8. You may further help them weed out the disagreeable and unwholesome tendencies using Yoga Prana Vidya energy healing.

9. Help children learn their lessons from the various situations that they face, teach them the importance of forgiveness, mercy, empathy, giving, harmonizing and to check their intention to be positive at all times. Teach them to be grateful. Make them understand that no one must be taken for granted.

Help them understand competition, co-operation and contribution, importance of group work and right company. Competition is good, but more important is co-operation. Later, they must also contribute back to the family and the society. If they are empowered to face the challenges, they can take off. Otherwise by pushing them, you are only making them mediocre achievers. Even the aircraft needs an opposing air pressure to take off.

10. Help them weed out gloating, enviousness, stealing, not wanting to return others belongings, pride, injuriousness out of uncontrolled anger, greed, wastage and ingratitude. Nurture them gently but firmly when needed.

11. When using force, check your intention. Do you want to belittle your child, cause pain or do you want to protect and facilitate learning?

Reward and punishment must be used only 5% of times. Reward does not kindle the internal motivation to contribute or learn and punishment instils fear. 95% use compassion and discernment. As children grow, be tolerant, use more discernment, and help improve their discretion.

An old Indian saying: use Sama (compassion, more specifically for infants and younger children), Bheda (discernment) and minimize the use of Daana (reward) and Dandopayam (punishment). The problem is that, presently, the whole world is operating primarily based on the reward or punishment model with excessive importance given to competition!

Make children independent at each stage. It helps develop self-confidence. Instead of forcing your decisions on important matters, like, choosing a career, you must guide your children in making the appropriate choice themselves.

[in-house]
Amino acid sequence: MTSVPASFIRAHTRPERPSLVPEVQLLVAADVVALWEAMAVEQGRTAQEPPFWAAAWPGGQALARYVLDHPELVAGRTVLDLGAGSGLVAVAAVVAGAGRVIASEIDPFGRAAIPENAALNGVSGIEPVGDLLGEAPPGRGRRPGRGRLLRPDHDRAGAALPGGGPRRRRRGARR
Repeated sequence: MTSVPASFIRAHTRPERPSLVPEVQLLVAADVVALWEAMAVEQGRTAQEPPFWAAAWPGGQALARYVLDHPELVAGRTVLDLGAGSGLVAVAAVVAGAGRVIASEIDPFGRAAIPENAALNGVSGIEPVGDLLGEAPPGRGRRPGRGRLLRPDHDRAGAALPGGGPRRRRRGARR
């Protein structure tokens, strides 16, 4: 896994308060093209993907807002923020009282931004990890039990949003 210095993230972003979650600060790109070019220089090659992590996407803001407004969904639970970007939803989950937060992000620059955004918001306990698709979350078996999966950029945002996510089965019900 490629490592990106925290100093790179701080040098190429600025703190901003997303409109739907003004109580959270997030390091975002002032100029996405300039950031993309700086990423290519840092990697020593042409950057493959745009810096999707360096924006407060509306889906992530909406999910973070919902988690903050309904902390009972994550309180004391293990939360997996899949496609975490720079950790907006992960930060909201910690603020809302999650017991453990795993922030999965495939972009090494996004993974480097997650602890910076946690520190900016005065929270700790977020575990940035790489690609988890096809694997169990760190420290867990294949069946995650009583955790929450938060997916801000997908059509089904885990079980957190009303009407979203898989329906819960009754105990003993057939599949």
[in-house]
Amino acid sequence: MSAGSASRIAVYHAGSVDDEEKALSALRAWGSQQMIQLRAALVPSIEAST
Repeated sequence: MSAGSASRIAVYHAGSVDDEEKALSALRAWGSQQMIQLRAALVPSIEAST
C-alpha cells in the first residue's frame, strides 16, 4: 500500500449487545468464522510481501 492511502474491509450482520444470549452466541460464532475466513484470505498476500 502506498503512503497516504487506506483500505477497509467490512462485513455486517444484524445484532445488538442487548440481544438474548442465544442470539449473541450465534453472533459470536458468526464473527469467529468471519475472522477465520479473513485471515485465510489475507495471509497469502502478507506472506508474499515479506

12. Motivate them to do Super Brain Asana regularly to transmute the energy from the lower energy centres to the higher centres to upgrade the brain and also to strengthen the body. It just takes two to three minutes. Do not be in scepticism due to the simplicity of the techniques. This technique is proven to activate alpha wave activity in the brain and balance the intuitive and logical aspects (two halves of the brain).

13. Children between 10-16 years can practice Planetary Peace Meditation once a week.

14. You may do these practices together with your child, which will be motivational and beneficial for both. For example, practicing Forgiveness Sadhana with your child can bring understanding, faith and healthy bonding between the two of you.

Everyone, who has anything to do with children, (i.e., parents, teachers, other support staff in schools and play schools, other caregivers in their environment), must be in a higher emotional state. The focus and work must start with them!

15. Remember, as they grow, their systems become less impressionable and their attitude gets set for the entire life! Then they are difficult to mould. However, bringing them to alpha state by using YPV techniques can help reprogram.

You may try our YPV Sadhana app which is available in many languages. This app has guided tracks for the above mentioned practices of Rhythmic Yogic Breathing, Super Brain Asana, Forgiveness Sadhana and Planetary Peace Meditation which can calm you, improve and sustain your immunity, better your perception and attitude towards life and help create a favourable environment where every member of the family thrives.

You may also upgrade yourself by joining our daily live sessions on Facebook which are being practiced in a large group. These sessions include the practice of breathing exercises, Forgiveness Sadhana, Planetary Peace Meditation or Metta Meditation to bless Mother Earth and the affected areas in this pandemic situation and very potent, guided Divine healing. These live sessions are now extended up to 31st December 2020 @ www.Facebook.com/ShriNJReddy. Timings: Morning 7.15 AM, Afternoon 1.00 PM, Evening 6.30 PM.